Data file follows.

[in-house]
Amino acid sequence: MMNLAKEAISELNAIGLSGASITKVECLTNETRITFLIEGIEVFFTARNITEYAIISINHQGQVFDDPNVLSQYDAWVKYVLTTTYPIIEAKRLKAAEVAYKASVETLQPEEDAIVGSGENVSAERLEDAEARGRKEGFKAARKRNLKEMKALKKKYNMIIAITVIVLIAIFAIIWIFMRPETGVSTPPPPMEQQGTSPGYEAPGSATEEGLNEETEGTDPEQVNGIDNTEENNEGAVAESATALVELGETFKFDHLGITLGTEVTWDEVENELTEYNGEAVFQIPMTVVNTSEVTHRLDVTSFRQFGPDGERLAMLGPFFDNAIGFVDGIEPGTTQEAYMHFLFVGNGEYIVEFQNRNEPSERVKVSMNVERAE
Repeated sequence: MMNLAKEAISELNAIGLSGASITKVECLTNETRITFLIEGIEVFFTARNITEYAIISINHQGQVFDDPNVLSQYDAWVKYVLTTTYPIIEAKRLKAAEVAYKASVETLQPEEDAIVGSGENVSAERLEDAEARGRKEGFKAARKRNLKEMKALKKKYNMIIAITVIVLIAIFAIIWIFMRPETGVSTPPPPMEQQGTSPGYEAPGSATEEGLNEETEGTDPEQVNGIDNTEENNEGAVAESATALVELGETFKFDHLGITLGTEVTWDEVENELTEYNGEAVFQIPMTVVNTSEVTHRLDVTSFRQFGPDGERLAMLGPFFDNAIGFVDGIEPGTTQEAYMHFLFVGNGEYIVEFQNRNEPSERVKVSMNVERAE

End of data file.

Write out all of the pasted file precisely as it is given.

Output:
[in-house]
Amino acid sequence: MMNLAKEAISELNAIGLSGASITKVECLTNETRITFLIEGIEVFFTARNITEYAIISINHQGQVFDDPNVLSQYDAWVKYVLTTTYPIIEAKRLKAAEVAYKASVETLQPEEDAIVGSGENVSAERLEDAEARGRKEGFKAARKRNLKEMKALKKKYNMIIAITVIVLIAIFAIIWIFMRPETGVSTPPPPMEQQGTSPGYEAPGSATEEGLNEETEGTDPEQVNGIDNTEENNEGAVAESATALVELGETFKFDHLGITLGTEVTWDEVENELTEYNGEAVFQIPMTVVNTSEVTHRLDVTSFRQFGPDGERLAMLGPFFDNAIGFVDGIEPGTTQEAYMHFLFVGNGEYIVEFQNRNEPSERVKVSMNVERAE
Repeated sequence: MMNLAKEAISELNAIGLSGASITKVECLTNETRITFLIEGIEVFFTARNITEYAIISINHQGQVFDDPNVLSQYDAWVKYVLTTTYPIIEAKRLKAAEVAYKASVETLQPEEDAIVGSGENVSAERLEDAEARGRKEGFKAARKRNLKEMKALKKKYNMIIAITVIVLIAIFAIIWIFMRPETGVSTPPPPMEQQGTSPGYEAPGSATEEGLNEETEGTDPEQVNGIDNTEENNEGAVAESATALVELGETFKFDHLGITLGTEVTWDEVENELTEYNGEAVFQIPMTVVNTSEVTHRLDVTSFRQFGPDGERLAMLGPFFDNAIGFVDGIEPGTTQEAYMHFLFVGNGEYIVEFQNRNEPSERVKVSMNVERAE